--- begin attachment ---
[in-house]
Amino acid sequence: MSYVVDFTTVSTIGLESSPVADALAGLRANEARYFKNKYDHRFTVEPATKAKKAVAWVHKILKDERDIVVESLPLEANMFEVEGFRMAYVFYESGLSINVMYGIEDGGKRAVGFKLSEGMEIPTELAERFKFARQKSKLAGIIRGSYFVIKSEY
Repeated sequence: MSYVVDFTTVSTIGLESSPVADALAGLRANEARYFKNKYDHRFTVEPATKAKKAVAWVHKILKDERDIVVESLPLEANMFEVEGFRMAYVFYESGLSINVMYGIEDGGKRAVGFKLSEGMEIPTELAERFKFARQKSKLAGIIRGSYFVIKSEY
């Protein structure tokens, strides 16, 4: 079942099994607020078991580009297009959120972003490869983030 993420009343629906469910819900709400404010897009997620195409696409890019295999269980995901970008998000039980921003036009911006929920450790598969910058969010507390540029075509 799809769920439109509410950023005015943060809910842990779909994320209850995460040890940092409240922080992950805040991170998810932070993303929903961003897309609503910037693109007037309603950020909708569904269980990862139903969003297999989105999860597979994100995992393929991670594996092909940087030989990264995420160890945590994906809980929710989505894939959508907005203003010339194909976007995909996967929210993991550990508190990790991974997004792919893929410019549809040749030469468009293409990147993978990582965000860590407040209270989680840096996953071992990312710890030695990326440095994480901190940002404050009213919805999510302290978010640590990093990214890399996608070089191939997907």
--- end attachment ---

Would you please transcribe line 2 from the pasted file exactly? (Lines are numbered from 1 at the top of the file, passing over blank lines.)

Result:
Amino acid sequence: MSYVVDFTTVSTIGLESSPVADALAGLRANEARYFKNKYDHRFTVEPATKAKKAVAWVHKILKDERDIVVESLPLEANMFEVEGFRMAYVFYESGLSINVMYGIEDGGKRAVGFKLSEGMEIPTELAERFKFARQKSKLAGIIRGSYFVIKSEY